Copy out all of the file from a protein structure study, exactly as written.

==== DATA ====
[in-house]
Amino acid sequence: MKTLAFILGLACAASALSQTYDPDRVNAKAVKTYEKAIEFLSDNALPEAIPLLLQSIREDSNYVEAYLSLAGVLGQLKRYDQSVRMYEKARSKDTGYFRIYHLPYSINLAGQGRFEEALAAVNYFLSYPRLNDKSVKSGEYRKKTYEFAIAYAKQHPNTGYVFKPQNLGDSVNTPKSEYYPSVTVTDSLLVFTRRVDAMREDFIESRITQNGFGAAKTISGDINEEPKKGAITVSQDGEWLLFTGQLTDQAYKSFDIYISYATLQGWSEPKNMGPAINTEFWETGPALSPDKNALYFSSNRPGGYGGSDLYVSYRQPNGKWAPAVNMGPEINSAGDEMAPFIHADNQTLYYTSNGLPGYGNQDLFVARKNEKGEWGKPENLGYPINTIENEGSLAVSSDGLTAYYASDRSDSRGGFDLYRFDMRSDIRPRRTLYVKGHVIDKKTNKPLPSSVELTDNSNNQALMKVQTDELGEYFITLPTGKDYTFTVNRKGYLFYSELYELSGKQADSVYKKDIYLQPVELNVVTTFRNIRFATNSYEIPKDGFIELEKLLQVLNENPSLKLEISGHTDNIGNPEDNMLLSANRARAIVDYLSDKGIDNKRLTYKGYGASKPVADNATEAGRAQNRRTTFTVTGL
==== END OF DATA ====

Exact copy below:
[in-house]
Amino acid sequence: MKTLAFILGLACAASALSQTYDPDRVNAKAVKTYEKAIEFLSDNALPEAIPLLLQSIREDSNYVEAYLSLAGVLGQLKRYDQSVRMYEKARSKDTGYFRIYHLPYSINLAGQGRFEEALAAVNYFLSYPRLNDKSVKSGEYRKKTYEFAIAYAKQHPNTGYVFKPQNLGDSVNTPKSEYYPSVTVTDSLLVFTRRVDAMREDFIESRITQNGFGAAKTISGDINEEPKKGAITVSQDGEWLLFTGQLTDQAYKSFDIYISYATLQGWSEPKNMGPAINTEFWETGPALSPDKNALYFSSNRPGGYGGSDLYVSYRQPNGKWAPAVNMGPEINSAGDEMAPFIHADNQTLYYTSNGLPGYGNQDLFVARKNEKGEWGKPENLGYPINTIENEGSLAVSSDGLTAYYASDRSDSRGGFDLYRFDMRSDIRPRRTLYVKGHVIDKKTNKPLPSSVELTDNSNNQALMKVQTDELGEYFITLPTGKDYTFTVNRKGYLFYSELYELSGKQADSVYKKDIYLQPVELNVVTTFRNIRFATNSYEIPKDGFIELEKLLQVLNENPSLKLEISGHTDNIGNPEDNMLLSANRARAIVDYLSDKGIDNKRLTYKGYGASKPVADNATEAGRAQNRRTTFTVTGL